Just five per cent of academics, journalists and pollsters believe that Britain will vote to Leave
Academics, journalists and pollsters overwhelmingly predict that the UK will vote to stay in the European Union according to new research.
The study, conducted by Will Jennings and Stephen Fisher for the UK Political Studies Association, found that 87 per cent of respondents said that the Remain campaign is more likely to win with just five per cent believing the Vote Leave effort will be victorious on 23 June.
The remaining eight per cent argued that the two sides have an equal chance of winning.
While the overwhelming majority of respondents felt that the UK would stay in the EU, they nevertheless believed that there was a 38 per cent probability of Vote Leave winning.
On average, respondents felt that Remain would win with 55 per cent of the vote compared to 45 per cent for Leave, mirroring the results of the independence referendum in Scotland which continues to loom large over the EU campaign.
The average prediction for turnout at the referendum was 61 per cent, below the 66 per cent achieved in the General Election next year and the 85 per cent turnout at the time of the Scottish referendum.
Will Jennings, Professor of Political Science and Public Policy at the University of Southampton and Trustee of the Political Studies Association commented:
“Experts from the worlds of academia, opinion polling, and the media overwhelmingly think that Remain are likely to win this month’s referendum, but their predictions suggest the result is still in doubt. On average they think there is a 38 per cent chance Britain will vote to leave the EU.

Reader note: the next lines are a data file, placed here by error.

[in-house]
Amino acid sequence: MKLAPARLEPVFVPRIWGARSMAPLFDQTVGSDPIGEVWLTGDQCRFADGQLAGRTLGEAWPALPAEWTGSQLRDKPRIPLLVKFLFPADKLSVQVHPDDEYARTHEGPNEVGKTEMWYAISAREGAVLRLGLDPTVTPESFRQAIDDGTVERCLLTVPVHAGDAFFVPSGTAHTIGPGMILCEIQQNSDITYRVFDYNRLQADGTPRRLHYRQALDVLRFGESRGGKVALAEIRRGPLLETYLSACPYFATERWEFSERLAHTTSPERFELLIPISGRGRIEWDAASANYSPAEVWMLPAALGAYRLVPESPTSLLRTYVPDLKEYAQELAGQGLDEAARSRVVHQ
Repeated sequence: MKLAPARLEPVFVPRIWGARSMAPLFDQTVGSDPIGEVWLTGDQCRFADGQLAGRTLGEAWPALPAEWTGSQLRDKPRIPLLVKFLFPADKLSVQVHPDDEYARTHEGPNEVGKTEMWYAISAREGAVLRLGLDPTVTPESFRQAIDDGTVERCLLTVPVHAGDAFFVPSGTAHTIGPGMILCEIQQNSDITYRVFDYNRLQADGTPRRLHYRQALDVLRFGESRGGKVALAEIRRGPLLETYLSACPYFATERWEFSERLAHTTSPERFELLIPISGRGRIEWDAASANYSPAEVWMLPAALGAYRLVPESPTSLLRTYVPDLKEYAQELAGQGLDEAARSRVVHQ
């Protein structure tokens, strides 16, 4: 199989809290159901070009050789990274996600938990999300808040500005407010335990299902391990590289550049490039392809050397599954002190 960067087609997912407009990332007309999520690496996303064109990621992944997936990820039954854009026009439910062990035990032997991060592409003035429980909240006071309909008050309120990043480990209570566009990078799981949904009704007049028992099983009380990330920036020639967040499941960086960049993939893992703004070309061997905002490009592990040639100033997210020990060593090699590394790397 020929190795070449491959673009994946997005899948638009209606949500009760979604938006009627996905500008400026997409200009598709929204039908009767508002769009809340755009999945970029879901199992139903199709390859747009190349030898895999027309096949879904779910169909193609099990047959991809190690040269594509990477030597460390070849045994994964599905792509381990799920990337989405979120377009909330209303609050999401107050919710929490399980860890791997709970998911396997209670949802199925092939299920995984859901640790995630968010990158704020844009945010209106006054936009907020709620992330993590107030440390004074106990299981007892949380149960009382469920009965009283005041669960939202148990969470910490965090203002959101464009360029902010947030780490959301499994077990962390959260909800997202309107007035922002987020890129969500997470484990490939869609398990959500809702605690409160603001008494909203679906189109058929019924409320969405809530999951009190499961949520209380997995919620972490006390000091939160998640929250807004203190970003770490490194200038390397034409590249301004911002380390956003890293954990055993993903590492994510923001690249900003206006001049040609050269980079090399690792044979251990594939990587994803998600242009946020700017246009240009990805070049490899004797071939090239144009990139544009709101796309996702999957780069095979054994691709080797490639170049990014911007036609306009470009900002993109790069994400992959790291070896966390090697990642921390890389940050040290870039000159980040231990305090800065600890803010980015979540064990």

“Our experts are not convinced that the referendum campaign has fully captured public interest, as they are predicting turnout that is over 20 percentage points lower than that for the Scottish Independence referendum.”
Meanwhile, with Jeremy Corbyn in Cardiff today, former Labour Cabinet Minister, and head of the Welsh Labour In Campaign, Lord Peter Hain, has warned that while lots of activity might be taking place, Labour supporter remain confused still about where they party stands on the EU.
Echoing concerns expressed by Tim Roache, head of the GMB Union, Hain has told BBC Wales:
“There is a great deal of confusion about what the Labour position is. There is a lot of activity going on but we need to do more.
“This is the right time to be really engaging people. We need to step up the pace. We need to have a major Labour drive, and that is what all our efforts are going to. Where that is happening, I am very confident about it. This is definitely winnable.”
Ed Jacobs is a contributing editor at Left Foot Forward
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